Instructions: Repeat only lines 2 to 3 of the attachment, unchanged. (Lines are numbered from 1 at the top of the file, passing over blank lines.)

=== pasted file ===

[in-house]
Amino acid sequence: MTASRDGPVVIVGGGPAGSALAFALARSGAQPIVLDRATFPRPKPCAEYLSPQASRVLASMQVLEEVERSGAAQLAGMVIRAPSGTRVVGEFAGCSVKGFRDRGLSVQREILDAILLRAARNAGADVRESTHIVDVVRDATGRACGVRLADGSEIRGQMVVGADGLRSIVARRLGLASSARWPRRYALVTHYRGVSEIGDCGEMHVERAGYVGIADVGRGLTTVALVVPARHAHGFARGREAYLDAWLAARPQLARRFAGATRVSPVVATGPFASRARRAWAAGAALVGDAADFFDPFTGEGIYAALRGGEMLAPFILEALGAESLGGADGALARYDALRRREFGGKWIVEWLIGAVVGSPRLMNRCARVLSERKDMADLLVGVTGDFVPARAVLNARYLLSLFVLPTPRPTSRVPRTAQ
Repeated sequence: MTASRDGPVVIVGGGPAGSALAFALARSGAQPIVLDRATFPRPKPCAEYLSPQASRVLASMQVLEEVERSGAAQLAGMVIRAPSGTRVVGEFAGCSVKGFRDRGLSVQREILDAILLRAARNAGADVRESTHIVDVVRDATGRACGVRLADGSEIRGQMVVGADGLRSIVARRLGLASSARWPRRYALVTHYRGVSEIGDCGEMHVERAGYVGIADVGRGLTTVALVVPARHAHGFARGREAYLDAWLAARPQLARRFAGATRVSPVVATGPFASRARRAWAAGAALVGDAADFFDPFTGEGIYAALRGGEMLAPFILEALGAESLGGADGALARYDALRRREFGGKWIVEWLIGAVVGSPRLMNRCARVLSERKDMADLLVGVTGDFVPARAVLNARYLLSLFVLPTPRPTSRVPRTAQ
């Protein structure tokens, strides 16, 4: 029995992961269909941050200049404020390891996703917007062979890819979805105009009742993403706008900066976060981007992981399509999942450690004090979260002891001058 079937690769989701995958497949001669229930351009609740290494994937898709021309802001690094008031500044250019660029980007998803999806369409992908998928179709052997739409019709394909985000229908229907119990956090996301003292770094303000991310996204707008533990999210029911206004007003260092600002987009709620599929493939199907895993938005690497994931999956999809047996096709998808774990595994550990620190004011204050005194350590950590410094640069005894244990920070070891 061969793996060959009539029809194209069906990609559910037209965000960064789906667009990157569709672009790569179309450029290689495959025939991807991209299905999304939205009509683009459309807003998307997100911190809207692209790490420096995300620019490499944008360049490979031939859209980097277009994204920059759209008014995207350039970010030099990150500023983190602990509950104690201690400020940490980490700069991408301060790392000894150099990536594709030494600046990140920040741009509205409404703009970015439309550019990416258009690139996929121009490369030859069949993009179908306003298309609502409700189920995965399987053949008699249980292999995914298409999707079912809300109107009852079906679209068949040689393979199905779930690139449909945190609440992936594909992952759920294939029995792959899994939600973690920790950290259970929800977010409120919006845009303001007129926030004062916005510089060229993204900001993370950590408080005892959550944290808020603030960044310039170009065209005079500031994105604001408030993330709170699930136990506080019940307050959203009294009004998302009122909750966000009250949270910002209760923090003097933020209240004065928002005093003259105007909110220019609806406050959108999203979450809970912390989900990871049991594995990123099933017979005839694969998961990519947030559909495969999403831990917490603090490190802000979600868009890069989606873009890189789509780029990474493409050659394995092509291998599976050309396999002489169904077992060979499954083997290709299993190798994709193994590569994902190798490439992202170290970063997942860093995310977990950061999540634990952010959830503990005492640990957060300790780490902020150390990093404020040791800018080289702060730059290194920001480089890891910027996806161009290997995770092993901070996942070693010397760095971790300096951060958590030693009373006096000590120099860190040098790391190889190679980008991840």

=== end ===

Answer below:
Amino acid sequence: MTASRDGPVVIVGGGPAGSALAFALARSGAQPIVLDRATFPRPKPCAEYLSPQASRVLASMQVLEEVERSGAAQLAGMVIRAPSGTRVVGEFAGCSVKGFRDRGLSVQREILDAILLRAARNAGADVRESTHIVDVVRDATGRACGVRLADGSEIRGQMVVGADGLRSIVARRLGLASSARWPRRYALVTHYRGVSEIGDCGEMHVERAGYVGIADVGRGLTTVALVVPARHAHGFARGREAYLDAWLAARPQLARRFAGATRVSPVVATGPFASRARRAWAAGAALVGDAADFFDPFTGEGIYAALRGGEMLAPFILEALGAESLGGADGALARYDALRRREFGGKWIVEWLIGAVVGSPRLMNRCARVLSERKDMADLLVGVTGDFVPARAVLNARYLLSLFVLPTPRPTSRVPRTAQ
Repeated sequence: MTASRDGPVVIVGGGPAGSALAFALARSGAQPIVLDRATFPRPKPCAEYLSPQASRVLASMQVLEEVERSGAAQLAGMVIRAPSGTRVVGEFAGCSVKGFRDRGLSVQREILDAILLRAARNAGADVRESTHIVDVVRDATGRACGVRLADGSEIRGQMVVGADGLRSIVARRLGLASSARWPRRYALVTHYRGVSEIGDCGEMHVERAGYVGIADVGRGLTTVALVVPARHAHGFARGREAYLDAWLAARPQLARRFAGATRVSPVVATGPFASRARRAWAAGAALVGDAADFFDPFTGEGIYAALRGGEMLAPFILEALGAESLGGADGALARYDALRRREFGGKWIVEWLIGAVVGSPRLMNRCARVLSERKDMADLLVGVTGDFVPARAVLNARYLLSLFVLPTPRPTSRVPRTAQ